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GCN : June and July 2016
SIKLUCOMMUNICATION BY PATRICK MARSHALL EMERGING TECH GIGABIT INTERNET over fiber-optic cable came to my neighborhood six months ago. And though I’m paying more than I’d like to for the service, I’m a happy camper. But I live in Seattle, a densely packed, high-tech city. What about smaller communities that want to support local businesses and residents with gigabit Internet but don’t have enough customers to tempt private-sector companies into laying fiber? Like a number of other smaller communities around the country, Santa Cruz, Calif., decided to move to municipal broad- band, with the city provid- ing the infrastructure and partnering with a private- sector partner to deliver the services. According to J. Guevara, the city’s econom- ic development manager, there was an additional problem to solve: The city couldn’t get underground fiber all the way to custom- ers quickly enough. Santa Cruz’s solution was to turn to a network of millimeter-wave radios to deliver the last leg of ser- vice at gigabit speeds. Part- nering with Siklu Commu- nication, which makes the radios, and local Internet service provider Cruzio, the city will position radios in 17 locations, primarily on rooftops, to deliver gigabit speeds to customers. Guevara stressed that the solution is a temporary one for two reasons. “First, obviously we’re going to run out of rooftop space,” he said. “You can’t do that through the whole city.” Furthermore, in addi- tion to having relatively limited range, millimeter- wave radios are sensitive to weather conditions. Noting that public services can’t rely on connectivity that might be erratic during bad weather, Guevara said, “The millimeter wave is a really strong redundancy but not necessarily the primary means to serve the entire city, especially for public safety.” And indeed, the city plans to lay fiber-optic cable in stages to eventu- ally create a 100 percent underground network. To that end, officials are pro- posing a 30-year lease rev- enue bond to fund the fiber infrastructure. The city is responsible for building the dark fiber Layer 1 network, and Cruzio handles the Layer 2 electronics and the Layer 3 Internet backhaul and provides the actual service, Guevara said. In the meantime, he added, the wireless radios provide “a taste of what fiber at gigabit speeds feels like” for community and government services. The city planned a 12- week rollout of the hybrid network beginning in late April. “It’s a great role for municipal government to fill that gap in an inefficient marketplace,” Guevara said. When the fiber-optic net- work is complete, the city will have “50 years or more of quality infrastructure. And from what we know, fiber is still future-proof.” Guevara noted that Chattanooga, Tenn., which recently began to offer 10-gigabit Internet to cus- tomers, only had to switch out the electronics because it had already built a fiber- optic infrastructure. “Once that glass is in the ground, you are good for all the amazing stuff that we can’t even predict,” he said. That’s why Guevara sees Santa Cruz’s deployment of millimeter-wave wireless as a short-term, but invalu- able, solution. “Logging into millimeter wave is great for lowering costs in the early roll- out, but it’s not the best, conservative infrastructure choice,” he said. “It’s a great technology that can reduce costs and can get you into the areas that don’t make sense for fiber.” • Getting to gigabit Internet without fiber Santa Cruz, Calif., is placing Siklu Communication’s millimeter-wave radio devices on rooftops throughout the city as a quick, short-term way to bring gigabit Internet speeds to residents while fiber-optic cable is being installed. GCN JUNE/JULY 2016 • GCN.COM 29 0716gcn_029.indd 29 6/1/16 9:17 AM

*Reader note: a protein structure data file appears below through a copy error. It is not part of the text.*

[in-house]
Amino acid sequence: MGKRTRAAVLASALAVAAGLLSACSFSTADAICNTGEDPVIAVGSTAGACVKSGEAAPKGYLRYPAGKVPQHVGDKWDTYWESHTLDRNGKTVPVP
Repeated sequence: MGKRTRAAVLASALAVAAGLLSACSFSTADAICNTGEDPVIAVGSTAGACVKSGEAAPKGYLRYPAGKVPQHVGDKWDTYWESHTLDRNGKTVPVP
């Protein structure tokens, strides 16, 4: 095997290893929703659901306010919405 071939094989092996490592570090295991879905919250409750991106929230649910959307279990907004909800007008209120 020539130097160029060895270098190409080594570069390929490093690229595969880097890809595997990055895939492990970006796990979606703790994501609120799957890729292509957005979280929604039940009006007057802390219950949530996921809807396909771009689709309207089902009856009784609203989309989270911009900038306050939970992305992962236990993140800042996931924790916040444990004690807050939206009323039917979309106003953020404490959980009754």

August and September 2016